Sensuous Sumiyaki

One of the things I like about Tokyo — and Japan, in general — is you will find different restaurants catering to specific styles of food preparation. Here in America, we have sushi bars and teppanyaki table grills (given a P.T. Barnumesque American twist where chefs flip shrimp into the air, catch eggs in their hats and make rice volcanoes). In Japan, you have ramen joints, tempura bars, shabu shabu houses, unagi (eel) restaurants, skewered chicken innards cafes and countless other establishments catering to a single style of cooking or eating. There are even, unfortunately, restaurants specializing in whale.

Sumiyaki

With our large Japanese population in Los Angeles, more and more of these diverse eateries are appearing. A few years back we discovered a massive shogunate of a restaurant on Beverly Hills’ Restaurant Row — every piece of aged wood imported from Japan and constructed without nails by traditional miyadaiku carpenters. In a curious bit of Hollywood theater, there was even a man in a glass case making hand-made soba noodles. But the most impressive part was the massive grill bar downstairs, where granite-faced chefs stood amidst columns of smoking cooking skewers of meat and vegetables of over imported Japanese hardwood: sumiyaki.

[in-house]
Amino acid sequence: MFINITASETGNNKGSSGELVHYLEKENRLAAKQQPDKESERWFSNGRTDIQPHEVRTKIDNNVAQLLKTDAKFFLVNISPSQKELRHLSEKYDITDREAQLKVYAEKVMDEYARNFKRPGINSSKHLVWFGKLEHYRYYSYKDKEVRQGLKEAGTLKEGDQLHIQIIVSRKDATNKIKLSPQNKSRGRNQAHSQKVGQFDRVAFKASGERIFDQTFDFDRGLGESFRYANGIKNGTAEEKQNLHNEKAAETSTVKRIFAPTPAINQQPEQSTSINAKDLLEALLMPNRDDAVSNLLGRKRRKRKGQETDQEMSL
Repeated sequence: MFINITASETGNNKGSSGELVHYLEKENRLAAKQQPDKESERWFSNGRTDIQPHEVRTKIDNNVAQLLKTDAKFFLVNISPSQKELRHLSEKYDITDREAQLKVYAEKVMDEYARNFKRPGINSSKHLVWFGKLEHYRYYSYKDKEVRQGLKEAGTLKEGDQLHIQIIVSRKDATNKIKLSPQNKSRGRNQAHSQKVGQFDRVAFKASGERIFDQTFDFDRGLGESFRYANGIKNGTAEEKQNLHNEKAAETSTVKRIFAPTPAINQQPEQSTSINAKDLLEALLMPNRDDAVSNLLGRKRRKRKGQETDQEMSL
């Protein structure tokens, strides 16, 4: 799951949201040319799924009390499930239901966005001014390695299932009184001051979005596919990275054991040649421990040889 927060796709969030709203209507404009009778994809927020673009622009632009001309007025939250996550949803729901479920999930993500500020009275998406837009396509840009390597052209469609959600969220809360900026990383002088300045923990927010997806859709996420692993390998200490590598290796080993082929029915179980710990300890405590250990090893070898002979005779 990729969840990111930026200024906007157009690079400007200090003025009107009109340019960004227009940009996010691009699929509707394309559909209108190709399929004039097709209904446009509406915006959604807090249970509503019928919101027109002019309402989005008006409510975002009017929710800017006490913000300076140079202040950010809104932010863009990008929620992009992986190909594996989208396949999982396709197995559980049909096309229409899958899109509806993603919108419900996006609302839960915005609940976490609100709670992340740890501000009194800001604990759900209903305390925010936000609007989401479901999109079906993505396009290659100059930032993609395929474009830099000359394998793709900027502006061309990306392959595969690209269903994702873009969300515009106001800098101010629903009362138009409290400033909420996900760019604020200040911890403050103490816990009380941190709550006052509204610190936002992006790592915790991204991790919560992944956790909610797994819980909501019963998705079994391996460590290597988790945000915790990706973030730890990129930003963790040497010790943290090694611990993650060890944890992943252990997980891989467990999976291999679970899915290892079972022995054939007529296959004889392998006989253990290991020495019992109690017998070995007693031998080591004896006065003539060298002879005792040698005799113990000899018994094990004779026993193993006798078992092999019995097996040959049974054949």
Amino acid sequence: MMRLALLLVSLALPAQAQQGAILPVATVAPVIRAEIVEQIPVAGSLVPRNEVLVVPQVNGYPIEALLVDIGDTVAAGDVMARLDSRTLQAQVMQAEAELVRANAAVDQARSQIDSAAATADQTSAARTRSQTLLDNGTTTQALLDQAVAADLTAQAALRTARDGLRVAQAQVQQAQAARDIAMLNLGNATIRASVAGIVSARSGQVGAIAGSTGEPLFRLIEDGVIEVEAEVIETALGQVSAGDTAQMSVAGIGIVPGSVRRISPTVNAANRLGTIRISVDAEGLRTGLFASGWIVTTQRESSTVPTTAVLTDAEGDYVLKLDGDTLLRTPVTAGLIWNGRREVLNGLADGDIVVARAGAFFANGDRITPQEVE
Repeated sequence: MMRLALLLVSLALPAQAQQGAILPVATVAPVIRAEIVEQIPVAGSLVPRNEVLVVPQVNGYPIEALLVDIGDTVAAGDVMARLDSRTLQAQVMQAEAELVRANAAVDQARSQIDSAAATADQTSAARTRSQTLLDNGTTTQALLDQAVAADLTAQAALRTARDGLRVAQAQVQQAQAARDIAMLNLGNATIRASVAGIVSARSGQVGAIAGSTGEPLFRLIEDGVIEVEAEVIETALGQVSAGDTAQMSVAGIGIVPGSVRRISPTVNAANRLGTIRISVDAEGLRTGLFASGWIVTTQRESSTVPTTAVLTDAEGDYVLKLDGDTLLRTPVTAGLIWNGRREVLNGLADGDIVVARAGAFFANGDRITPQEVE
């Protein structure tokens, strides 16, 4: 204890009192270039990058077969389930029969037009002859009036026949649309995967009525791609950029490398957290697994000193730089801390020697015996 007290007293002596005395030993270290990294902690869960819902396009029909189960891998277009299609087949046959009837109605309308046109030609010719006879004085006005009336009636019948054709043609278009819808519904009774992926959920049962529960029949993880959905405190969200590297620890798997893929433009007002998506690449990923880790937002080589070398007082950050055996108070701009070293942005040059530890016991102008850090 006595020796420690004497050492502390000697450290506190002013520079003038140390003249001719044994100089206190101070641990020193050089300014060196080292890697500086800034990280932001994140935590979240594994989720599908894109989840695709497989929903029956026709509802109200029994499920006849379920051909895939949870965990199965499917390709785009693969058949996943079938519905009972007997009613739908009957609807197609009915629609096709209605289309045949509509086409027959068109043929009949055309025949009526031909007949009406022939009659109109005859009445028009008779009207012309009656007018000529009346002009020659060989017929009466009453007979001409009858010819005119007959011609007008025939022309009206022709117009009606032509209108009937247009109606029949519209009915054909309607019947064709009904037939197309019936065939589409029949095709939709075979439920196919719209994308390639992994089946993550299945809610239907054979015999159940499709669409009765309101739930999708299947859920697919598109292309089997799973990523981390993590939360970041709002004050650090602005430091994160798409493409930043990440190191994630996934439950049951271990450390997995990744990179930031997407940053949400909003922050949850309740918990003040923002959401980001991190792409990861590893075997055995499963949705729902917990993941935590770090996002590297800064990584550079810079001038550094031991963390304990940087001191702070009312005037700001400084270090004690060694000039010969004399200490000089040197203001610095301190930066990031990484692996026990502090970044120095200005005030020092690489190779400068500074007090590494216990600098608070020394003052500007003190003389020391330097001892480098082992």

At Gonpachi, they skewered just about anything and everything and cooked it over the hardwood. There was chicken and green onions, chicken meatballs, chicken skin, duck breast, steak, pork belly, asparagus wrapped in bacon, shrimp, mushrooms, shishito peppers, even fois gras. Different salts, sprinkles and sauces brought out the best in each offering. At home, I try to keep it simple. Simple is often best — and easier for you! I like to do chicken thighs (dark meat chicken works much better for sumiyaki than light), okra, a bit of good quality steak, some shiitake mushrooms and some of those fabulous Japanese shishito peppers. And if you’ve got the patience, you’ve never tasted anything so good as that asparagus with bacon. If you can’t cook over hardwood like hickory or oak, add some wood chips soaked in water to your grill. I’ve also included recipes for a couple of easy, fantastic dipping sauces.

Sumiyaki is about the best dinner party food you can imagine. You can even sit outside on a warm fall evening around a small grill and let each person grill their own skewers. You might see Japanese restaurants offering similarly grilled foods referred to as robata, kushi or hibachi. You can refer to it as whatever you want, I just call it delicious. Enjoy.

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Sumiyaki
serves 4

1/2 lb. ribeye or other good steak, sliced 1/4 inch thick
1/2 lb. chicken thighs, cut into chunks
8 green onions, white and light green parts only
1/4 lb. okra
4 thick asparagus, cut into 4 segments each
4 slices bacon
1/4 lb. shishito or padrón peppers
1/4 lb. shiitake mushrooms
1/4 cup soy sauce
1 tsp. minced ginger
1 tsp. sugar
grapeseed or canola oil
one lemon, quartered
fleur de sel or Maldon salt
1/2 teaspoon powdered dashi broth (optional)
bamboo skewers

Soak skewers in water for one hour. Place chicken chunks, soy sauce, ginger and sugar in a bowl and marinate for one hour.